Figure 4 Differences between the graphic information of the Land and Mortgage Registers and the Land and Buildings Registers in Warsaw.

In rural areas, which includes about 65% of the number of municipalities in Poland, the digitising of the registers is almost finished. With respect to the cadastral map the estimation is that about 11% of the area is now available in digital form. Almost the whole of Poland (91%) is covered with cadastral maps. For a considerable part of the country, around 40%, the so-called supplementary maps were utilised as cadastre maps, or a simplified field survey was performed with the use of photo maps, which resulted in a lack of geodetic data to define boundary point co-ordinates. For this part it is almost impossible to transfer the maps into digital ones. In the 'Characterisation of the Existing Land and Buildings Registry System' in Poland the following fundamental deficiencies in the present Land and Buildings Registers can be distinguished:

  1. the lopsided character of the registry documentation within the subjective and objective ranges;
  2. the vague legal status for the majority of lot boundaries;
  3. the lack of data on buildings significant from the aspect of tax assessment;
  4. a low degree of registry data reliability;
  5. the organisational and technological separation of the descriptive and cartographic part of registry documentation;
  6. the lack of territorial uniformity regarding the manner of managing the land and building register; the appearance of 'local peculiarities';
  7. the overload of a portion of the descriptive registry documentation with fragmentary surface area of lots, assembled solely in view of the needs of the taxation system;
  8. the absence of uniform, organisationally substantiated, procedures to discipline the manner of notifying and periods of introducing changes to registry data.

5.3 Topographic maps 1:10,000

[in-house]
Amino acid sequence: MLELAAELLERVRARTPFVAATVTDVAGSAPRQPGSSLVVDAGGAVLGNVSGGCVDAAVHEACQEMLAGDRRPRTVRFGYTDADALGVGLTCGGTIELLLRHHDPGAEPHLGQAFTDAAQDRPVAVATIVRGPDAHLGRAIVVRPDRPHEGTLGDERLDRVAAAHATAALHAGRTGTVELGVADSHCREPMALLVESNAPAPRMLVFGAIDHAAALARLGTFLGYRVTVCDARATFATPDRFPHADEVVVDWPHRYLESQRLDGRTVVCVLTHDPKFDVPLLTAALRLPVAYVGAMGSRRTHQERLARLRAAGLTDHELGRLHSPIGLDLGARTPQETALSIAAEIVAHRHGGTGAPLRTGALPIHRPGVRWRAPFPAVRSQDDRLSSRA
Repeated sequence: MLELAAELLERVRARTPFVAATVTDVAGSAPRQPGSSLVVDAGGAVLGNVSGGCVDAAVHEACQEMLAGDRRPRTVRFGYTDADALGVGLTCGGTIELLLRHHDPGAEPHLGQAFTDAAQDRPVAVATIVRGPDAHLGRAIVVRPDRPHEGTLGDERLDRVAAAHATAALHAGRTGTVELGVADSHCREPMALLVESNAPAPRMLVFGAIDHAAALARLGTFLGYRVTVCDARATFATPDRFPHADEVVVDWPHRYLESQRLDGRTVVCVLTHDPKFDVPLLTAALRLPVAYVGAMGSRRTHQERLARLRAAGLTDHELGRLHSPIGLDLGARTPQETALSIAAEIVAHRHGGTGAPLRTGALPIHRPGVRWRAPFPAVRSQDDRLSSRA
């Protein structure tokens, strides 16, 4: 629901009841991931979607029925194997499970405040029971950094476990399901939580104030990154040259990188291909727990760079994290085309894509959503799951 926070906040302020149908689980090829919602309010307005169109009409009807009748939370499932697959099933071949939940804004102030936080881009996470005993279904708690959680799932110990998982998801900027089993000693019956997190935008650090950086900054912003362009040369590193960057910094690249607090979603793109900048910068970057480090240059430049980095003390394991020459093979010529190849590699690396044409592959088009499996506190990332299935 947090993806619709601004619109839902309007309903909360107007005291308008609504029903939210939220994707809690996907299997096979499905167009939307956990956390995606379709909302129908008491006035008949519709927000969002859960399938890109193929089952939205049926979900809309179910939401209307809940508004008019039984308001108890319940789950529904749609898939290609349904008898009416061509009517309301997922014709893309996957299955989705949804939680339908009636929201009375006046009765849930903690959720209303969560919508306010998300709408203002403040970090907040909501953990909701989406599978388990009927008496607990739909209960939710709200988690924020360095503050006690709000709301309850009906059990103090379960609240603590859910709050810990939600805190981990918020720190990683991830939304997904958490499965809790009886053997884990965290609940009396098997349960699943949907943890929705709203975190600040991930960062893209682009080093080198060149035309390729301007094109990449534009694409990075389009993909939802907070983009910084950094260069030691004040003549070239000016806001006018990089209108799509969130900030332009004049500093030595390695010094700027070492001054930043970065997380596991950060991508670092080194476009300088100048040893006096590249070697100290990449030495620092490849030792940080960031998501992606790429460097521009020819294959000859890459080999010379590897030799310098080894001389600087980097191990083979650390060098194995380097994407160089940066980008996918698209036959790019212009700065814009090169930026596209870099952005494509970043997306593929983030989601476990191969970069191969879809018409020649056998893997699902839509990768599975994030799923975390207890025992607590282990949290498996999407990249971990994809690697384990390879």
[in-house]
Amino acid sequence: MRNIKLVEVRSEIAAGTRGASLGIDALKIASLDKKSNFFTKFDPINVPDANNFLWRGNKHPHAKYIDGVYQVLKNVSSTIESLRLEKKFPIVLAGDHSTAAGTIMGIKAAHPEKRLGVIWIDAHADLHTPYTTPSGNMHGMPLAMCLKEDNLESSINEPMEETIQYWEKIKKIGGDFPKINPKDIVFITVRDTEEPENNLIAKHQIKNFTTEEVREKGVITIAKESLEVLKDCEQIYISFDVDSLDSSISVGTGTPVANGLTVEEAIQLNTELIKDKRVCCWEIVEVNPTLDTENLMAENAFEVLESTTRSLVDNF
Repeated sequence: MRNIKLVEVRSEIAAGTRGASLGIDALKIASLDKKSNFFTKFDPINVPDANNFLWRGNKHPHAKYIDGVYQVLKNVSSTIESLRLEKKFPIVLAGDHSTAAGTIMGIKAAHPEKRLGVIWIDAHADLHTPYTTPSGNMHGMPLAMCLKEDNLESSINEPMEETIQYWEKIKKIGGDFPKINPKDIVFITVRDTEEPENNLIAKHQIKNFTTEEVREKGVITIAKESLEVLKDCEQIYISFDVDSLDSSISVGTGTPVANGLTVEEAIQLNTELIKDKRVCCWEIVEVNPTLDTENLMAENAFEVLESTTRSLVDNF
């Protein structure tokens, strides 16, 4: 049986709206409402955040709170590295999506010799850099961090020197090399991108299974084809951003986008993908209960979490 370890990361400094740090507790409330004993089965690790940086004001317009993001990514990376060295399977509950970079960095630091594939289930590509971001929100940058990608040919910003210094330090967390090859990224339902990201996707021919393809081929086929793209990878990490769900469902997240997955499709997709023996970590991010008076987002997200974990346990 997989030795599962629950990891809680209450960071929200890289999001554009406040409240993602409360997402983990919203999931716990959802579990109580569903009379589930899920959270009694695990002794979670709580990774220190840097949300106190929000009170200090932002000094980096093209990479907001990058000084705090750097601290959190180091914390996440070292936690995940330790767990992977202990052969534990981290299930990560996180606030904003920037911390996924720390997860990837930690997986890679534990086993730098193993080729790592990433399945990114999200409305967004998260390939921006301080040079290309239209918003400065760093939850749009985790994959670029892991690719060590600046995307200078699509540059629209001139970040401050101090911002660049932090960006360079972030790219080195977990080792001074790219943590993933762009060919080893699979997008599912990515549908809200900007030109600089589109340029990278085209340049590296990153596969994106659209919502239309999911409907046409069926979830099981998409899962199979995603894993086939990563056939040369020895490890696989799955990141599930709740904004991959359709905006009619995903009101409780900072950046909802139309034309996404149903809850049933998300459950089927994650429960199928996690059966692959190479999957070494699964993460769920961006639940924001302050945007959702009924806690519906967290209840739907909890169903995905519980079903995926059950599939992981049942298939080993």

The most important products that can be derived from the aerial photographs, produced within the PHARE Project, are topographic maps and orthophoto maps on scale 1:10,000.

Three types of maps on scale 1:10,000 are distinguished in Poland.
1st Category  -  urban areas;
2nd Category  -  not very densified built-up areas;
3rd Category  -  rural areas and forests, with not much topographic details.

Poland has a surface of about 312,000 km2. The area covered by one map is about 19 km2. A number of 18,000 map sheets is necessary to cover the whole territory of Poland with maps on scale 1:10,000. The maps on the boundaries of Poland, area each covering only a part of the Polish territory. The number is divided as follows:
1st Category  -  1,950 map sheet:
2nd Category  -  4,350 map sheet;
3rd Category  -  11,700 map sheet.

Because the budget of the Surveyor General can only be partly spent on topographic mapping on scale 1:10,000 the strategy is as follows:

6. Concluding Remarks

Although the 260,000 cadastral map sheets are covering the whole territory of the Czech Republic, the Slovak Republic, Hungary and Poland, they cannot be considered for the time being as a tool for the geographic information infrastructure for the following reasons:

there are many changes on the maps, due to the privatisation, restitution and compensation programmes.

The best basis for a geographic information infrastructure are the 30,000 topographic map sheets 1:10,000. In most countries there are map series on scale 1:25,000 and 1:5,000 derived from the 1:10,000.

The base map must fulfil certain requirements with respect to:

Author's address:
Prof.dr. Theo Bogaerts
Subfaculty Geodesy
Delft University of Technology
Thijsseweg 11
2629 JA Delft
The Netherlands
Tel. +31-15-278 2553
Fax +31-15-278 2745